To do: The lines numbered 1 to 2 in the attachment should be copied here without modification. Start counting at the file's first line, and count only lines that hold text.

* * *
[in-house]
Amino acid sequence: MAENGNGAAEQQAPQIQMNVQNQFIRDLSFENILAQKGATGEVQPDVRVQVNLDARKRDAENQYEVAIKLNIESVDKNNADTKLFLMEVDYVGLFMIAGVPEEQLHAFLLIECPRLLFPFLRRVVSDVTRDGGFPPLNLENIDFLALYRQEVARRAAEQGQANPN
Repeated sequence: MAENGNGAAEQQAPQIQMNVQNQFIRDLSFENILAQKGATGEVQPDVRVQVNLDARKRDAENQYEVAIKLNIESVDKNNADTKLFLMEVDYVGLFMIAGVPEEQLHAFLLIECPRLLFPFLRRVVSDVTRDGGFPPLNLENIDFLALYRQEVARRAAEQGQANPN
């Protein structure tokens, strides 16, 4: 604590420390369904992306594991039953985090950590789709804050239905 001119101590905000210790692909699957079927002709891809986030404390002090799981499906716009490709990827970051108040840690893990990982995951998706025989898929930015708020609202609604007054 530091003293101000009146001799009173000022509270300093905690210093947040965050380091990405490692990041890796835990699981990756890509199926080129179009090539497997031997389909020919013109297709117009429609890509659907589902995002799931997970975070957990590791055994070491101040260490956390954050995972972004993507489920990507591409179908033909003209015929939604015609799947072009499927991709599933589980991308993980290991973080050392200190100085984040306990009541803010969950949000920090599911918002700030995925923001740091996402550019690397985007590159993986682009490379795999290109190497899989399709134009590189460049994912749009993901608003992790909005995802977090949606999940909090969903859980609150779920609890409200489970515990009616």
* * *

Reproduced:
[in-house]
Amino acid sequence: MAENGNGAAEQQAPQIQMNVQNQFIRDLSFENILAQKGATGEVQPDVRVQVNLDARKRDAENQYEVAIKLNIESVDKNNADTKLFLMEVDYVGLFMIAGVPEEQLHAFLLIECPRLLFPFLRRVVSDVTRDGGFPPLNLENIDFLALYRQEVARRAAEQGQANPN